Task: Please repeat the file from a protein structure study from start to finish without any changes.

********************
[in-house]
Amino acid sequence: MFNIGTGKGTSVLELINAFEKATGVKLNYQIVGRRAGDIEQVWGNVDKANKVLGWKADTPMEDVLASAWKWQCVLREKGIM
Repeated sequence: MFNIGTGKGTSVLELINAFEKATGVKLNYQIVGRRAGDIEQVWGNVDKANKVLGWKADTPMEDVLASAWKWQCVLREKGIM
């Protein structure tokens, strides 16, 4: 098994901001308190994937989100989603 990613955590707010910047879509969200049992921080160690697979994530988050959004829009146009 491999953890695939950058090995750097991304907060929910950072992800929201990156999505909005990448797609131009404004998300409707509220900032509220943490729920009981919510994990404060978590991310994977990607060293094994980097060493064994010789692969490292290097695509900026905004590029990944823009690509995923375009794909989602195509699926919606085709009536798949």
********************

[in-house]
Amino acid sequence: MFNIGTGKGTSVLELINAFEKATGVKLNYQIVGRRAGDIEQVWGNVDKANKVLGWKADTPMEDVLASAWKWQCVLREKGIM
Repeated sequence: MFNIGTGKGTSVLELINAFEKATGVKLNYQIVGRRAGDIEQVWGNVDKANKVLGWKADTPMEDVLASAWKWQCVLREKGIM
């Protein structure tokens, strides 16, 4: 098994901001308190994937989100989603 990613955590707010910047879509969200049992921080160690697979994530988050959004829009146009 491999953890695939950058090995750097991304907060929910950072992800929201990156999505909005990448797609131009404004998300409707509220900032509220943490729920009981919510994990404060978590991310994977990607060293094994980097060493064994010789692969490292290097695509900026905004590029990944823009690509995923375009794909989602195509699926919606085709009536798949």